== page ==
Keeping people apprised of where the money is going has been a priority, too. "My experience at the Red Cross reinforced a commitment to transparency and that’s one of the reasons early on we decided to provide daily fundraising totals," Munk explains. "We have been committed to giving updates about how we’re spending the money."

In October 2014, the association announced how the $115 million raised during the challenge would be used, citing "programs and initiatives to expedite the search for treatments and a cure," which Munk says has been, and continues to be, a main focus. The challenge enabled collaborations with ALS Accelerated Therapeutics, the New York Genome Center, and the Neuro Collaborative.

During the campaign, The ALS Association engaged Porter Novelli for media support last summer and has also worked with Memphis, Tennessee-based advertising agency Red Deluxe, she says.

Munk’s think-on-her-feet approach to crisis comms has long been her style. Chuck Connor, former president and CEO of the American Lung Association, where Munk served as VP of comms and marketing, touted her self-starter attitude, recalling Munk’s ability to effectively carry projects without any prodding or even much instruction.

"I spent a lot of time in the Navy, and they have weapons that are called a ‘fire-and-forget’ weapon – all you have to do is shoot it and it will do the rest of the work," Connor explains. "That’s what I call Carrie. She is a ‘fire-and-forget’ person."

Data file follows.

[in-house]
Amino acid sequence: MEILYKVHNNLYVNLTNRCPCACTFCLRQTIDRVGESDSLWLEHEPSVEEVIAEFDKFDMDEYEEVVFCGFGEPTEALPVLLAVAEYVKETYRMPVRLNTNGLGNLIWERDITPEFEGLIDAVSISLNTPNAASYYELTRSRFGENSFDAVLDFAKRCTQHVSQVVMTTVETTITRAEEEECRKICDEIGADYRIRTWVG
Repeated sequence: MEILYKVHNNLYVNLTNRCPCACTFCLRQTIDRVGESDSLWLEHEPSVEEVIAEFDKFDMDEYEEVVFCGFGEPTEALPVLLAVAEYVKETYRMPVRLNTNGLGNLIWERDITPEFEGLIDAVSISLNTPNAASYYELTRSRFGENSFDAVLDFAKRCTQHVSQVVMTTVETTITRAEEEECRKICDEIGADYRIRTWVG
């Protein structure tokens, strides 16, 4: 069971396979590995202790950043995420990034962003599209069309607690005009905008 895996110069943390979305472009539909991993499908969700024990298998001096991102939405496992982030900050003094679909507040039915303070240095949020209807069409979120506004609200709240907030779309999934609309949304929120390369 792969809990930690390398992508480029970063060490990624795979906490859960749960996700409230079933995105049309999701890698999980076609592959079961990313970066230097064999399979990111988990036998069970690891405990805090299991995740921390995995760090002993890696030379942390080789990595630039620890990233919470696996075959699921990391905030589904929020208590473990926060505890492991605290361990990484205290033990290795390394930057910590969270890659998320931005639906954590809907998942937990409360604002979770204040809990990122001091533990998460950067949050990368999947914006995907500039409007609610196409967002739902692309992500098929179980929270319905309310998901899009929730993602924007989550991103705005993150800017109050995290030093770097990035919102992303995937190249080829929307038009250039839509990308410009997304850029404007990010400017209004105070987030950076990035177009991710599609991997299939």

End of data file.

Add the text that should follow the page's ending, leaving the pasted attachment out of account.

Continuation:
ALS Awareness Month is held throughout May and the group built on the effort’s momentum to keep its network inspired, introducing Challenge ALS, a "pivot from the success of the previous campaign to create an engagement tool to offer new and different opportunities for people to get involved with the association," says Munk.

The initiative includes walks and bike rides, volunteer efforts, and options for individuals to urge their representatives to support ALS-focused legislation – because as Munk notes, the government is the "largest funder of ALS research in the country."

A recent Collaboration for the Cure meeting enabled 18 ALS-focused groups such as the ALS Therapy Development Institute, Muscular Dystrophy Association, and Team Gleason to "talk about areas where we can collaborate and forward the search to find a cure," says Munk.

The inaugural meeting tackled topics including how the organizations could boost the number of patients listed on the National ALS Registry, creating and implementing a communications plan to support movement on ALS guidance, and talk of a task force devoted to access issues.

"Our biggest challenge, not only in marcomms, but as an association, is how we respond and adapt to the new normal," says Munk. The #IceBucketChallenge boosted the association’s web traffic from roughly 20,000 daily visitors to 4.5 million at the peak of its popularity, with new daily traffic of about 40,000, says Munk.

"Things that may have been key before in our marcomms have changed slightly," says Munk. "This has been a year of shuffling to determine how best we move forward."

Building on success
This includes ensuring the association’s platforms are mobile compatible, spotlighted by the fact that about half of all hits last summer originated from a mobile device, Munk explains. The group is working toward a complete redesign online, which she notes could take about 18 months to complete. 

"So many people were coming to our site just to learn about the disease," Munk explains. "It’s a huge opportunity to get people this information, but also to bring them in and engage them with more meaningful content." 

Munk, who joined the ALS Association in 2012, says the strategy put in place to embrace the campaign and respond to public interest built on the fly helped position the group as the leading organization on ALS. 

"When people looked online, read about the challenge, or saw it on TV, it was always the ALS Association and our 39 chapters giving interviews, providing information, and engaging people living with the disease." 

Would you like to post a comment?

Please Sign in or register.